I love anniversaries, and not just because there’s usually some sort of cake involved, but because they mark significant and positive milestones in our lives and allow us to reflect proudly on overcoming setbacks and making progress throughout time. Last week marked the 40th anniversary of Roe v. Wade, the 1973 Supreme Court ruling that recognized the right to safe and legal abortion nationwide. Excitingly enough, one of the few things that I like more than anniversaries and cake is being able to exercise my own reproductive freedom. So wouldn’t it have been great to have a big “Happy Birthday, Roe v. Wade!” party with balloons and ice cream and stories happily recounting the wonders and advancements that the last 40 years have brought us? Yeah, not so fast. While women across the country should have spent January 22nd celebrating the 40th anniversary of this landmark decision, our would-be celebration was being rained on by the lingering reminders of hundreds of restrictive laws and stringent policies that have impeded a woman’s ability to access safe and legal abortions since Supreme Court decision was handed down in 1973.
Last Wednesday I had the privilege of attending a panel discussion at Georgetown Law School, entitled “Reproductive Rights 40 Years after Roe”. The discussion featured four panelists who each represented a different facet of the reproductive rights movement: Jessica González-Rojas from the National Latina Institute for Reproductive Health, Helene Krasnoff of Planned Parenthood Federation of America, Walter Dellinger, partner with O’Melveny & Myers LLP and former acting U.S. Solicitor General, and Marcia Greenberger of the National Women’s Law Center.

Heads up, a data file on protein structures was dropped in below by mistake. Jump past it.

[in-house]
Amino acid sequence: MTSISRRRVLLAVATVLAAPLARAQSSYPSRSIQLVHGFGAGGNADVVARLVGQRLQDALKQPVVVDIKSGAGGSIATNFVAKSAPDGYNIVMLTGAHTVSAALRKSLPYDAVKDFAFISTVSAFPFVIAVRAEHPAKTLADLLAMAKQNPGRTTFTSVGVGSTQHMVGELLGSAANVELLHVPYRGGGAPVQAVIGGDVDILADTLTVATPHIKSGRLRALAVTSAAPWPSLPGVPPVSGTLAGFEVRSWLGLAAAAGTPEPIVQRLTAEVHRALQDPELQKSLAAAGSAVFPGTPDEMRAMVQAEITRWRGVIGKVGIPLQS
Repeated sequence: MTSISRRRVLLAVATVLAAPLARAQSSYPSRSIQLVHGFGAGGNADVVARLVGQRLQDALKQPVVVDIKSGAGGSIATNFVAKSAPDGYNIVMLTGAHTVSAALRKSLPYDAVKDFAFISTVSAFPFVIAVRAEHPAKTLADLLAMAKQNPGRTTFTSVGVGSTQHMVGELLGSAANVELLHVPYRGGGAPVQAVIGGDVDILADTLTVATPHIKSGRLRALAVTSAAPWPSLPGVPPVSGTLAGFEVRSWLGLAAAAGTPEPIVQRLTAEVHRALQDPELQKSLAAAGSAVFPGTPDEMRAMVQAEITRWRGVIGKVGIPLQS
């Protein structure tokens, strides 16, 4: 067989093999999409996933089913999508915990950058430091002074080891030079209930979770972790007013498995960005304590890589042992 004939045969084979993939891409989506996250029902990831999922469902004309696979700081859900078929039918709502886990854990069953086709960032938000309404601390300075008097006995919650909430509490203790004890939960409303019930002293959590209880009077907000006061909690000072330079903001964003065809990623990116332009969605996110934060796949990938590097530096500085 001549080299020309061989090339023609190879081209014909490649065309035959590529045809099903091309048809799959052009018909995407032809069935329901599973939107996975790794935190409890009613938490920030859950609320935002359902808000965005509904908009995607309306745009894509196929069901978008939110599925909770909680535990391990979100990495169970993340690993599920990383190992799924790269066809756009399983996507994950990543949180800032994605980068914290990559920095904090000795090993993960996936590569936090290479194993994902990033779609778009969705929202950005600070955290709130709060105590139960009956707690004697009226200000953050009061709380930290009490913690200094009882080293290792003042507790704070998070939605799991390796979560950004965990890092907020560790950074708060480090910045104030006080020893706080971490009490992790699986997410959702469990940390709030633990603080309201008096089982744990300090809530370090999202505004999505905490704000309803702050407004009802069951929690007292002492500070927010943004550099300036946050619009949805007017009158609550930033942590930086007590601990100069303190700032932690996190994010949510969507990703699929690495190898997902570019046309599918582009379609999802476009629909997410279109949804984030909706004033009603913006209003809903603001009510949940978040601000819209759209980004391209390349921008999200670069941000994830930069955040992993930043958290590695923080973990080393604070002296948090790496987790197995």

The panelists reminded us that, while the last 40 years should have brought increased access to safe procedures and comprehensive knowledge of sexual health, we instead see states passing laws that are so stringent they fall just short of banning the procedure all together. From the women in Mississippi, who are in danger of losing their last remaining abortion facility, to women in New Mexico, who face the threat of a new bill which would force rape victims to carry their pregnancies to term, it was a sobering reminder that our right to make private reproductive decisions is threatened across the country. Indeed, we are far from the state of progress our country envisioned at Roe’s decision.
Despite haunting reminders that the right to abortion today has not fulfilled the promise of the decision in ‘73, the panel did not fail to leave us with a few encouraging details: that 40 years after Roe v. Wade, more people now support legal, safe abortion (over 50%) and that 70% of Americans would oppose the overturning of the Supreme Court decision.
It would be silly to suggest that the ‘progress’ (or lack thereof) made in the last 40 years is worth celebrating, but we should certainly not forget that women’s reproductive rights and ability to access safe, legal abortion are still very important to the majority of people in the United States. So while I don’t think I’m quite ready to break out the champagne and funfetti cake in honor of 40 years of progress and improvements, I will continue to take comfort in the fact that most Americans agree that the government should not intrude on our most private of reproductive decisions.